Letter tells 5+1 Iran ready to negotiate: MP 07 Jul 2008 Iranian Foreign Minister Manuchehr Mottaki’s letter to the foreign ministers of the 5+1 group and EU foreign policy chief Javier Solana was the expression of Iran’s readiness to negotiate on the nuclear issue, said Alaeddin Borujerdi, the Majlis National Security and Foreign Policy Committee chairman, here on Sunday. Responding to a question on how Mottaki’s letter was delivered to U.S. Secretary of State Condoleezza Rice, he said, "Ordinarily, Iran-U.S. connections are through the Swiss Embassy."
has resumed A-bomb project, says West 07 Jul 2008 Iran has resumed
work on constructing highly sophisticated equipment that nuclear experts
say is primarily used for building atomic weapons, according to the
latest intelligence reports
52 Iranians to compete in Olympics 07 Jul 2008 As the countdown to the Beijing 2008 Olympic Games kicks off, some 52 Iranian sportsmen are preparing to flex their muscles at the games. Among the competitions the Iranian Olympians will participate in are freestyle and Greco-Roman wrestling, taekwondo, judo, weightlifting, archery, track and field, discus, rowing, boating, cycling, table tennis, boxing and shot-put.
Iraqi PM says government has defeated terrorism 05 Jul 2008 Iraq's prime minister said Saturday that the government has defeated terrorism in the country [Really?], a sign of growing confidence after recent crackdowns against Sunni extremists and Shiite militias. Prime Minister Nouri al-Maliki launched the crackdowns to extend the authority of the government over areas in Baghdad and elsewhere that have largely been under the control of armed groups since the U.S.-led invasion in 2003.
Car bomb kills six people in Baghdad 06 Jul 2008 Six people have been killed and 14 injured in a car bombing in the Iraqi capital, Baghdad. Officials say the bomb went off in a mainly Shia district in the north-east of the city. Reports say the attack targeted a police patrol car.
Car Bomb Hits Afghan Capital 07 Jul 2008 A car bomb ripped through
the front wall of the Indian Embassy in central Kabul on Monday, killing
40 people in the deadliest attack in Afghanistan's capital since the
20 die in coalition missile strike in Afghanistan 06 Jul 2008 At least 20 people have been killed in a missile strike by 'coalition' forces in Afghanistan. Local people say that the group was a wedding party, and most of the dead are said to be women and children. However the US has said that those killed were militants involved in previous mortar attacks on a NATO base. [Yeah, the bride was a busy little bee in June. You know, planning her wedding, planning mortar attacks....]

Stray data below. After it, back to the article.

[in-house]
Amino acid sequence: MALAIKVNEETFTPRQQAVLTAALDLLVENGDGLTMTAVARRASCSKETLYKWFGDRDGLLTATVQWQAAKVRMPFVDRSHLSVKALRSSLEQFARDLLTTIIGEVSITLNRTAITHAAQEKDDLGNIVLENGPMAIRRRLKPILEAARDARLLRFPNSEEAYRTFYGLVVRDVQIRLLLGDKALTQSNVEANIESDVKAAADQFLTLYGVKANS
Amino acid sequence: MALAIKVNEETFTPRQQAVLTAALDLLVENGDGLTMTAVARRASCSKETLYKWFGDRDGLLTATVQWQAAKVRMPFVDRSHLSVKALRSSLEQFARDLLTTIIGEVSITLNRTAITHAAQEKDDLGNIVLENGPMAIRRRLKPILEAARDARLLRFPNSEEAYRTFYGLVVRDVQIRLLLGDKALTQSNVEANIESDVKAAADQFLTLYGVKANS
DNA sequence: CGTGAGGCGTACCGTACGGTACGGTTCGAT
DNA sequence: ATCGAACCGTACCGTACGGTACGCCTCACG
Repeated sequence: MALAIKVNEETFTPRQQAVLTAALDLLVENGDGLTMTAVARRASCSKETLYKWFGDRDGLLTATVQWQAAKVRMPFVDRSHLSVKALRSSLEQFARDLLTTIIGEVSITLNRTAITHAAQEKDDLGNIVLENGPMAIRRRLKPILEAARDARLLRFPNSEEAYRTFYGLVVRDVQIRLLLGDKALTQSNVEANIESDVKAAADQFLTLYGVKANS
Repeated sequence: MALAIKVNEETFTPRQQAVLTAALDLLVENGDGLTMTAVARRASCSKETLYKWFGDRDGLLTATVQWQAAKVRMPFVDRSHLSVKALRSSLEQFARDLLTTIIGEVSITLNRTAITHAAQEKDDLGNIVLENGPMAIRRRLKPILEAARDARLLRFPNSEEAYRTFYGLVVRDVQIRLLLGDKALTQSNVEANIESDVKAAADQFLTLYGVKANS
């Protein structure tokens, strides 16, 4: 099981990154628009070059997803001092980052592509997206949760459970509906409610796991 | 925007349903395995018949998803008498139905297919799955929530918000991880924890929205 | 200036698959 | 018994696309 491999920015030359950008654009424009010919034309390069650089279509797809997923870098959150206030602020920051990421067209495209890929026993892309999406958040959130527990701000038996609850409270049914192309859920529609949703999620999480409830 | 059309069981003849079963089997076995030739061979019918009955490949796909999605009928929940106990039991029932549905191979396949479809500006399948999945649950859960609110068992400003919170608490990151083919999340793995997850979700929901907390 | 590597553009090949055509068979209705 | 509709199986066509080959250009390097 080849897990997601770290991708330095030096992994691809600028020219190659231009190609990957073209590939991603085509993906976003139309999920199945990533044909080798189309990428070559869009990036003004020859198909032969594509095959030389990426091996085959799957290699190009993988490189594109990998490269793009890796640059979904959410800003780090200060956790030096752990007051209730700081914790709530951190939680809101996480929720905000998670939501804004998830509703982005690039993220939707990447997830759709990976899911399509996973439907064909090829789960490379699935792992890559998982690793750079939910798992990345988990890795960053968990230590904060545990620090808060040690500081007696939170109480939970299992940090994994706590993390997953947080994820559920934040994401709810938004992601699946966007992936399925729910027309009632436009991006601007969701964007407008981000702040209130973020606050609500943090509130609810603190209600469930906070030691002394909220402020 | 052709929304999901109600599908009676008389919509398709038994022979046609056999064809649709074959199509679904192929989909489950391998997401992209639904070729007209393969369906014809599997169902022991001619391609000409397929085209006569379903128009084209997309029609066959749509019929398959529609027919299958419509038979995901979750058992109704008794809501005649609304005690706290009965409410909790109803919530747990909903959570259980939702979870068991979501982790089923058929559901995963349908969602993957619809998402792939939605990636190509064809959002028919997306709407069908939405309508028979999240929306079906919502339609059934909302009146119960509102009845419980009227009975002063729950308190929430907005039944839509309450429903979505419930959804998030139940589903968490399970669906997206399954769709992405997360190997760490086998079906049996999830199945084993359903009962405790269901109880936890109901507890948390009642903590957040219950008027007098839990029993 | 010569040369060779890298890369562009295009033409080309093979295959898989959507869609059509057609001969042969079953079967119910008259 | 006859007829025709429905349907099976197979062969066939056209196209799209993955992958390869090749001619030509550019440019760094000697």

Afghan government investigates part of US in raid 06 Jul 2008 An air raid which killed 15 civilians on Friday, is being investigated by the government in Afghanistan. Almost 700 civilians have been killed in the last six months in raids and attacks, 250 of them by international [US] or Afghan troops.
AP: US allowed S. Korea to machine-gun 3,500 political prisoners 06 Jul 2008 The American colonel, troubled by what he was hearing, tried to stall at first. But the declassified record shows he finally told his South Korean counterpart it "would be permitted" to machine-gun 3,500 political prisoners, to keep them from joining approaching enemy forces. In the early days of the Korean War, other American officers observed, photographed and confidentially reported on such wholesale executions by their South Korean ally, a secretive slaughter believed to have killed 100,000 or more leftists and supposed sympathizers, usually without charge or trial, in a few weeks in mid-1950. Extensive archival research by The Associated Press has found no indication Far East commander Gen. Douglas MacArthur took action to stem the summary mass killing, knowledge of which reached top levels of the Pentagon and State Department in Washington, where it was classified "secret" and filed away.
NYPD now has own scholar to help review threats 06 Jul 2008 He was a flight surgeon with the Navy and a CIA officer in Pakistan. He has also earned a doctorate in sociology and written two books. Now Marc Sageman can add a new entry to his resume: terrorism guru for the New York Police Department. Sageman, billed by the NYPD as its first-ever "scholar in residence," has become a key player in a debate over whether the greatest terror threat America faces comes from inside or outside its borders. [No scholar needed: They all come from 1600 Pennsylvania Avenue.]